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A Dante Of Our Time

Primo Levi and Auschwitz

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Risa B. Sodi

This original and timely volume details the influence of Dante's Inferno on Primo Levi's classic Holocaust narrative, Se questo è uomo, and his last book of essays, I sommersi e i salvatie. Such key concepts as memory, justice, and the realm of the neutral sinners - «la zona grigia» for Levi - are given particular emphasis. Three questions form the backbone of the book: Can memory be overcome? Where is justice for the Holocaust survivor? and, Is there a middle ground between victim and oppressors, and how does Levi define it? Ample use of interviews with the author reveal how Levi relates these three questions to such contemporary figures as Sigmund Freud, Franz Stangl, Rudolf Höss, Jean Améry, Liliana Cavani, and Kurt Waldheim.

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1. Al di qua del bene e del male: Justice in Dante's Inferno and in Primo Levi's First and Last Books 5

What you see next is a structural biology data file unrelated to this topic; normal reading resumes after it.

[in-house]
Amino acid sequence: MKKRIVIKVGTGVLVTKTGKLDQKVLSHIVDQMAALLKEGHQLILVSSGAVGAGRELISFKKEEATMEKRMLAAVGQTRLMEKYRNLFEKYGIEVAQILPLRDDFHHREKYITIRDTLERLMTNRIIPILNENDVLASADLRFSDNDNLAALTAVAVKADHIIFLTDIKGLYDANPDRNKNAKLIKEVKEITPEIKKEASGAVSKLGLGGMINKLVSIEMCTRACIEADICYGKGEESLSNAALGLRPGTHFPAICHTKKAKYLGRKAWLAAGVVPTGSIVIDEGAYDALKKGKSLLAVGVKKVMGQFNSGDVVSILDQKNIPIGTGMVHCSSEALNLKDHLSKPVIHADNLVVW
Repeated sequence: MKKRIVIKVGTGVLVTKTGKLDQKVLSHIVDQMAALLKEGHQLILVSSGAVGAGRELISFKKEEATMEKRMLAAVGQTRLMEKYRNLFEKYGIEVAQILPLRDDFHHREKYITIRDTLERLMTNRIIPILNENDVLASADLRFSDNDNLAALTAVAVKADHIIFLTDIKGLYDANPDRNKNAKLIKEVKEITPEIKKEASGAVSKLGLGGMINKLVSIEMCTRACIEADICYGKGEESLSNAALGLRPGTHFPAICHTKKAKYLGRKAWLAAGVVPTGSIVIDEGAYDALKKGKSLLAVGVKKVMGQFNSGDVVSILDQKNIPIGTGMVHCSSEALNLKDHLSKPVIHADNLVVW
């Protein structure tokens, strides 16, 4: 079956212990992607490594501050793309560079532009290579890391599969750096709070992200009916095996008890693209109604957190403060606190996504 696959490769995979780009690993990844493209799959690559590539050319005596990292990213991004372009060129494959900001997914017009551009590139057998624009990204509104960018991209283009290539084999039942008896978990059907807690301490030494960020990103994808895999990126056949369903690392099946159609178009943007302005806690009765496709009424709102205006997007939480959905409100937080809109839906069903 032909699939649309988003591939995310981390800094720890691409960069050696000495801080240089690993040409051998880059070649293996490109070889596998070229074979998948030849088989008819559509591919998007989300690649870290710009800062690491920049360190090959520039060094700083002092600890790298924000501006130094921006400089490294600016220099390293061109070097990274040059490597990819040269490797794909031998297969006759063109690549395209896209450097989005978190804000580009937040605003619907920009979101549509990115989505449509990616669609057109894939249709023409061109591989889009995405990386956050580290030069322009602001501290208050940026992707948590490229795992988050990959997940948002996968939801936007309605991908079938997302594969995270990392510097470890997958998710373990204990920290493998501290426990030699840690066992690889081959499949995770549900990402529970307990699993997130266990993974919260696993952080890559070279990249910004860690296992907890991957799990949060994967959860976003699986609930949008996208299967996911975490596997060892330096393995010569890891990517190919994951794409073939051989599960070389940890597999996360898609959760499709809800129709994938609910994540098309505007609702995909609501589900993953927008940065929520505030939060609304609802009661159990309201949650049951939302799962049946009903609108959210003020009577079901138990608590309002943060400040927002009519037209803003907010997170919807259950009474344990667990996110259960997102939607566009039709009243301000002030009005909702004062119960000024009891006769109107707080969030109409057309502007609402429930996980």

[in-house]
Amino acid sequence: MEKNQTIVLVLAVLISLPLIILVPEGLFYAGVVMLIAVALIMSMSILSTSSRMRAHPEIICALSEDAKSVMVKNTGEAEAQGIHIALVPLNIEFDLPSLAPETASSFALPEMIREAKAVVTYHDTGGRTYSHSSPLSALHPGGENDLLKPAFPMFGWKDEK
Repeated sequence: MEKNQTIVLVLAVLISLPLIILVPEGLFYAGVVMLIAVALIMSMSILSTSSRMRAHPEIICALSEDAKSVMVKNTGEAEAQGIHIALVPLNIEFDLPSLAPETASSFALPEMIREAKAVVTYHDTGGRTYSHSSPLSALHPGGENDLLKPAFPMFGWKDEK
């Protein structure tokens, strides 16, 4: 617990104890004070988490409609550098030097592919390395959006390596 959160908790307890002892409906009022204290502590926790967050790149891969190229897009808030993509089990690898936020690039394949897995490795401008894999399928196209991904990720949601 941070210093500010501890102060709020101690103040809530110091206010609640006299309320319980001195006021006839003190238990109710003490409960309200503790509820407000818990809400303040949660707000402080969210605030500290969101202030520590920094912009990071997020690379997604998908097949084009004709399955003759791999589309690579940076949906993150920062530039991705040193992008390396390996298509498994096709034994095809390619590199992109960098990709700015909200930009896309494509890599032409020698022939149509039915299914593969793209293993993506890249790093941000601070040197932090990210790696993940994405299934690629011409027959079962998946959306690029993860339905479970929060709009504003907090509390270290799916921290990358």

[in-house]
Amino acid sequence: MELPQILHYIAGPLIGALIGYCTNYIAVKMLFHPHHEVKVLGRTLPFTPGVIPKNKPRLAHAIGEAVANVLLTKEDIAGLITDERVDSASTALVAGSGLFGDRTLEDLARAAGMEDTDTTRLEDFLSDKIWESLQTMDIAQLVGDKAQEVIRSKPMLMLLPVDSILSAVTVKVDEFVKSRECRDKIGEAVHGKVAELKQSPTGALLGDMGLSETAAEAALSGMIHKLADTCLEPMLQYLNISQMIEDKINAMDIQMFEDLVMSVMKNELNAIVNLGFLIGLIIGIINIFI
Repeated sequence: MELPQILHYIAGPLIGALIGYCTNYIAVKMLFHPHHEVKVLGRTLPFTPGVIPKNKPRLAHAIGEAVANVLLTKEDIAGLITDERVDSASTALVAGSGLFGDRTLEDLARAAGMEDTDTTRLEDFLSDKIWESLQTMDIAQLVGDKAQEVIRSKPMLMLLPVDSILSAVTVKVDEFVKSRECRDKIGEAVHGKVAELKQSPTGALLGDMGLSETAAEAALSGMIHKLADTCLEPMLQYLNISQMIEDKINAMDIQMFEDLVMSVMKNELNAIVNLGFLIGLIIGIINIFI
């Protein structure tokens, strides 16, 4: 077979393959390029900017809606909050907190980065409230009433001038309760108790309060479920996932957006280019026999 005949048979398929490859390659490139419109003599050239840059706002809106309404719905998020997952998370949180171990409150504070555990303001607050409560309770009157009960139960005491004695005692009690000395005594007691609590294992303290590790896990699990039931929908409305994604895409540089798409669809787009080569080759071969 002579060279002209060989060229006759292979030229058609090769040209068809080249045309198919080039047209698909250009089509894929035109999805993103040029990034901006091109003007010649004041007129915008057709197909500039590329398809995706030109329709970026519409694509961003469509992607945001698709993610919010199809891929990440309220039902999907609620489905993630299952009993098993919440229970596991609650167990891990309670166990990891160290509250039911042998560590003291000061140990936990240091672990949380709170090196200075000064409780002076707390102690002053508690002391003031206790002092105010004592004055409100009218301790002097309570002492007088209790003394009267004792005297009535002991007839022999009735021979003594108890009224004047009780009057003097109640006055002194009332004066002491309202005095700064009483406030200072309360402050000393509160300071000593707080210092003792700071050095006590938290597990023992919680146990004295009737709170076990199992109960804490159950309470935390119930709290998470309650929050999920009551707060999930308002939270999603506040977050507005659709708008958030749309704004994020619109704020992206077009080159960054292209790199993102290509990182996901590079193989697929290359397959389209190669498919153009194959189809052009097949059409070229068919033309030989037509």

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CHAPTER I AL Dl QUA DEL BENE E DEL MALE: JUSTICE IN DANTE'S INFERNO AND IN PRIMO LEVI'S FIRST AND LAST BOOKS Alcune psicologi moderni pensano che il senso della gius- tizia e particolarmente intenso nei perseguitati. Essi riven- dicano ardentamente giustizia, e quanto piii ne sono privi, tanto piii si fanno un 'idea elevata, sia del suo valore che dei suoi benefici. Checcbe ne sia del carattere generate di tale teoria, essa sembra adattarsi perfettamente a Dante e alia sua opera. 1 This judgment applies just as "perfectly" to Primo Levi as to Dante. Justice is often a central issue in accounts of Auschwitz, just as it is usual- ly invoked whenever there is human suffering. Primo Levi, however, wit- nessed and survived some of the greatest suffering of our time, and yet he is strangely unforthcoming on the subject of justice. True, his books are peppered with references to justice: as it was perverted in the death camps, as it eludes their survivors, as it was thwarted by many war criminals. And yet, he stops just short of either enunciating a call for justice or of develop- ing his own systematic line of thought. Levi repeatedly refrains from direct judgment of his former oppressors, often absolving those "grey 6 Justice in Dante and Levi zoners" who were coerced into abetting the Final Solution, and demurs on the issue of justice when analyzing such closely allied elements as the "memory of offense" or "useless" and "useful" violence. At the...

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